Journalist Roxana Saberi, who was released by Iranian authorities last week, said Thursday she had been under “severe psychological and mental pressure” during interrogations.
“I was under severe psychological and mental pressure, although I was not physically tortured,” she told National Public Radio in an interview on Thursday.
In January, Saberi was arrested and held by Iranian intelligence officials.
Saberi says she did not know why she was arrested.
“It wasn’t for reporting without a press pass. My interrogators claimed that I was spying for the U.S., and however much I told them I was not – that I was simply writing a book and doing interviews for a book, which I hoped to use to show English speakers around the world a more balanced and complete picture of Iranian society – however much I told them this, they told me I was lying and that I was a U.S. spy.”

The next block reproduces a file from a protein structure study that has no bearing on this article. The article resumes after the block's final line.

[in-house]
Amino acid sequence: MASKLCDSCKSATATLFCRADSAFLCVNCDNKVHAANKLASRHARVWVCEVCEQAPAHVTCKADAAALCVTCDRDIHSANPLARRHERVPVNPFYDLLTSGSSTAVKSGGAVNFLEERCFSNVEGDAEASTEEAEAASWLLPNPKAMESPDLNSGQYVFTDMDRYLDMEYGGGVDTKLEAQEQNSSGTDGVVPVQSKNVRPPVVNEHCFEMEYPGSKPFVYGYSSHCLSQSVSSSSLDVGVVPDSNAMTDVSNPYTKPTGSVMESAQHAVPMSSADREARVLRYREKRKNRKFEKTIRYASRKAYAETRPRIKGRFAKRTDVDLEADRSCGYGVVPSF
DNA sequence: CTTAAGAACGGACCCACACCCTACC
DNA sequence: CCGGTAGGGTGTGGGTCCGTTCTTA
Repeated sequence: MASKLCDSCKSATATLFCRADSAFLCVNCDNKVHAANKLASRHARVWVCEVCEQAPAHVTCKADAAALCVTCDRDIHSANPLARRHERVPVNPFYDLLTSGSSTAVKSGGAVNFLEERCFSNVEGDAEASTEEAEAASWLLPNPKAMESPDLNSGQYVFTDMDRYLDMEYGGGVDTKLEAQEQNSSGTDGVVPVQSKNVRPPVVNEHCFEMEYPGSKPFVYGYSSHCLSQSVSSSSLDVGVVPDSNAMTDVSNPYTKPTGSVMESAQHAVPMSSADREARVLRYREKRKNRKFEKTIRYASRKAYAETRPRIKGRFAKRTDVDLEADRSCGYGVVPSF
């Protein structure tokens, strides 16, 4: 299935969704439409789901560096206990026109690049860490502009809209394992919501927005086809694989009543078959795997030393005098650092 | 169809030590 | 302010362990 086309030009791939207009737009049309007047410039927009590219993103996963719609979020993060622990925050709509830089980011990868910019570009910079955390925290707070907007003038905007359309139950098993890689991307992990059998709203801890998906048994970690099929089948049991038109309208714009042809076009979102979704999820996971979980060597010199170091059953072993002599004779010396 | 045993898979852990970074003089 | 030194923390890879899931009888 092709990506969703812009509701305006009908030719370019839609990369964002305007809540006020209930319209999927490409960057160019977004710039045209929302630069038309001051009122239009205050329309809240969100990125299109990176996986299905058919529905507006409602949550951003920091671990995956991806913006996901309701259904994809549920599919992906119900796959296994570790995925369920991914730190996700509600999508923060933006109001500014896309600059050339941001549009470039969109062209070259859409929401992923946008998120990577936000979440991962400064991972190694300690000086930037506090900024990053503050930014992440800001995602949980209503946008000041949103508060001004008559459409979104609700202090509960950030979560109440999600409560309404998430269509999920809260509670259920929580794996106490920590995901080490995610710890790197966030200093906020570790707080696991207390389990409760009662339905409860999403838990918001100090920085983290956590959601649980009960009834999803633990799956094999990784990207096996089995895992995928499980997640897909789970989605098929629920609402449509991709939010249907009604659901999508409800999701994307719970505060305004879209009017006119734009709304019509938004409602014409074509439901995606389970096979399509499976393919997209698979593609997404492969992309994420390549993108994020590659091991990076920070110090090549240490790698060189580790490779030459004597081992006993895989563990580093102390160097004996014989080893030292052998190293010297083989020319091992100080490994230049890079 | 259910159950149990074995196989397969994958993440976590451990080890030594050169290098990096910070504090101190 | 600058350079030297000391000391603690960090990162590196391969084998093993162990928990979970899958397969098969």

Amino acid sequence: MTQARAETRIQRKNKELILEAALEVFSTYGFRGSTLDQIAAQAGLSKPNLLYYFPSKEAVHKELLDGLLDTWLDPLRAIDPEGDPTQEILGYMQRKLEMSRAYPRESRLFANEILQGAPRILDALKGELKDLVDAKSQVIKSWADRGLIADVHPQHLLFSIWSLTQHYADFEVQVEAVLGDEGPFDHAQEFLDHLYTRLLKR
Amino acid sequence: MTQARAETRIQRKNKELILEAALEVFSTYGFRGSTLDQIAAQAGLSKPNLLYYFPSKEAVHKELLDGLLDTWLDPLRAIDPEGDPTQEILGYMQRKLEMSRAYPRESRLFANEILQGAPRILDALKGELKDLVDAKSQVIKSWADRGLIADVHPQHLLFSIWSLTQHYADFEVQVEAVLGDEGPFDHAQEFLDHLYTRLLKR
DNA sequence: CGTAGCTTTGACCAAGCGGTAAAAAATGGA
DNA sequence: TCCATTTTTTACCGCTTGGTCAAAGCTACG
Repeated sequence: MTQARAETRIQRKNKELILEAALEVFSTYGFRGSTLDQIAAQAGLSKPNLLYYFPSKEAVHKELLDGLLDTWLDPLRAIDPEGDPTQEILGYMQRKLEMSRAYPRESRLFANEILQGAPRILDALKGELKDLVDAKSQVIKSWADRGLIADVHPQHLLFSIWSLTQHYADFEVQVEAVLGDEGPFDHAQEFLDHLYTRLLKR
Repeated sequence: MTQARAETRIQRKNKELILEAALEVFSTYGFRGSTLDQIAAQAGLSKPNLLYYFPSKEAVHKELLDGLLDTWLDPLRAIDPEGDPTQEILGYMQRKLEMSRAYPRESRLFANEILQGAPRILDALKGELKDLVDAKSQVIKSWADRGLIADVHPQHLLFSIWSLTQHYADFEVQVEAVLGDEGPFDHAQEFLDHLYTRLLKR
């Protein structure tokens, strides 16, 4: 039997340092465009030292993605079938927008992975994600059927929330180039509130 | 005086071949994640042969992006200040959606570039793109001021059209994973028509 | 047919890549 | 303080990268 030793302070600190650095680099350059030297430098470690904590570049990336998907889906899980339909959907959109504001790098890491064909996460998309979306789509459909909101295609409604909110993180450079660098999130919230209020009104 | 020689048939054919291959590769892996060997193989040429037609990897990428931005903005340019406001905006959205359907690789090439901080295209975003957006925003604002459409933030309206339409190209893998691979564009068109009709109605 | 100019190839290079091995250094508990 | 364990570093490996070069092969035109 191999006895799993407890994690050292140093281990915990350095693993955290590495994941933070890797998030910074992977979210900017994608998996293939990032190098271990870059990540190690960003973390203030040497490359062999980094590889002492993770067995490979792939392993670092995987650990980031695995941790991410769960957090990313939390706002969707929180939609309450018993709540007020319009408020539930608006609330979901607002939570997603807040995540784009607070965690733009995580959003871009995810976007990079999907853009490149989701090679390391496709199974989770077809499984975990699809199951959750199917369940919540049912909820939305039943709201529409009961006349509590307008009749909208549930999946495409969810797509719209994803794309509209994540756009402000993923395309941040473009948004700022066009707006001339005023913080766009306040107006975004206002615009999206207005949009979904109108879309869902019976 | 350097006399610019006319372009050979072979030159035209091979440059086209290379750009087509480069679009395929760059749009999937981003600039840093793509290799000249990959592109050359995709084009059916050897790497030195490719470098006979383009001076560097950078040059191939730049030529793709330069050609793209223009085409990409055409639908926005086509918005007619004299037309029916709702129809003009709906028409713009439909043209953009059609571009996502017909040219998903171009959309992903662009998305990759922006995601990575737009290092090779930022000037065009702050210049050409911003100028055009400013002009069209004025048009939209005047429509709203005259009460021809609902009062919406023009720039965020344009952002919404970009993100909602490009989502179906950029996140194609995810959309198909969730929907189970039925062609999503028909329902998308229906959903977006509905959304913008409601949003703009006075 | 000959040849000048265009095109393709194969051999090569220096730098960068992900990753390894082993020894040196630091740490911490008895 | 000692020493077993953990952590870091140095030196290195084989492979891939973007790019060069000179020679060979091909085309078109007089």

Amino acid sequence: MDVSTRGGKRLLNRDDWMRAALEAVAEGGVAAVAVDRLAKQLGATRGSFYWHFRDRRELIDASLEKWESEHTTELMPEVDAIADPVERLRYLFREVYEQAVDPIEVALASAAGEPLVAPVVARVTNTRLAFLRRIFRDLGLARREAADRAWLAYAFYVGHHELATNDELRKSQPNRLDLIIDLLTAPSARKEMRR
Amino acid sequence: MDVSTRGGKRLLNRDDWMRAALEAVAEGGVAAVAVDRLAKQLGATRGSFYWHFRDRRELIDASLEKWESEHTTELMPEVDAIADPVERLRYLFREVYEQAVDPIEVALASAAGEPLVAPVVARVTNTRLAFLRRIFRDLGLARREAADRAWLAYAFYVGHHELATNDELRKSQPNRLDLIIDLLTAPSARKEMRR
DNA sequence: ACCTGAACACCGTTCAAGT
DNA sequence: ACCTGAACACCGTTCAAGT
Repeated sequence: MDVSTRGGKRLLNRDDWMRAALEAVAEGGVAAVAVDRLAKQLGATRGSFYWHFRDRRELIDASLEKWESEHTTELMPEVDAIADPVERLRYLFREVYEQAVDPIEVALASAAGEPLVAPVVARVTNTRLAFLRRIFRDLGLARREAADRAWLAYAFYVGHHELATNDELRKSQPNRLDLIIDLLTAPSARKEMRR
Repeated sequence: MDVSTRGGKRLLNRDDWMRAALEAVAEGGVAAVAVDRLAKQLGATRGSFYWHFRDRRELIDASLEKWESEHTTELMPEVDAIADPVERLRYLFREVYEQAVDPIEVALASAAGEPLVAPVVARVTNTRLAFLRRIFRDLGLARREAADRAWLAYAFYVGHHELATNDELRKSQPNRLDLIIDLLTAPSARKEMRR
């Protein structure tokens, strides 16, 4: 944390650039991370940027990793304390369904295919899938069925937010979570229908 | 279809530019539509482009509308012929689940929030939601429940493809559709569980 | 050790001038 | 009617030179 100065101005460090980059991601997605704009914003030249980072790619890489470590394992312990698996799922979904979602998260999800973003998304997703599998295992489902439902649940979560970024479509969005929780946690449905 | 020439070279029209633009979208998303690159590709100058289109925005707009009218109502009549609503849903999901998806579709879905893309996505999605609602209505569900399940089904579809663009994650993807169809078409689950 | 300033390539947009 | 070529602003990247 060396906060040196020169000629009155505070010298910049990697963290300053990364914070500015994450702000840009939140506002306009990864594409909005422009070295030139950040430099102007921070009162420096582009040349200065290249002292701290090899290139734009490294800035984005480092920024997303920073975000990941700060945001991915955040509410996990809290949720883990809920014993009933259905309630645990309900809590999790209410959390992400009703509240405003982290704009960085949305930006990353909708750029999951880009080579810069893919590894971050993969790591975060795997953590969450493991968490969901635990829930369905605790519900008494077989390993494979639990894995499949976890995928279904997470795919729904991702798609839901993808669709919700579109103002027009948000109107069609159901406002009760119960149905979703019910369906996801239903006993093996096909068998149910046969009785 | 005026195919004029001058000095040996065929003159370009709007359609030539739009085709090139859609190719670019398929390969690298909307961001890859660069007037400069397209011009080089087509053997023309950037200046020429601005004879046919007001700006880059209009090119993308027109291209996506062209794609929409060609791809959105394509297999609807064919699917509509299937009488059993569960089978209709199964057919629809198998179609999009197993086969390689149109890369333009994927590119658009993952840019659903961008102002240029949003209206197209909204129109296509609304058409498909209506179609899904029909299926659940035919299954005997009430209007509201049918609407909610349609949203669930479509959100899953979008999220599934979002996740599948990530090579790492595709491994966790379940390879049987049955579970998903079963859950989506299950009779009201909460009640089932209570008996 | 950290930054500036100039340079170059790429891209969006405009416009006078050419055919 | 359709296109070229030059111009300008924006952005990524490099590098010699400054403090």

She said that she made a false confession under pressure, who she says told her that if she didn’t, she would face 10 or 20 years in prison and even execution.
“And I thought, well, if something happens to me, my family doesn't know where I am, maybe they would never find out. And so I made a false confession and I said, Yes, I'm a U.S. spy,” she said.
However she later reconsidered, saying her “conscience go the better of [her].”
After this, she was tried and convicted with a sentence of eight years in prison.
She described the pressure of her interrogations.
“The first few days, I was interrogated for several hours, from morning until evening, blindfolded, facing a wall, by up to four men, and threatened, as I said, that I would be put in prison for 10 to 20 years or more or even face execution. And I was in solitary confinement for several days. The really difficult thing was they didn't let me tell anyone where I was.”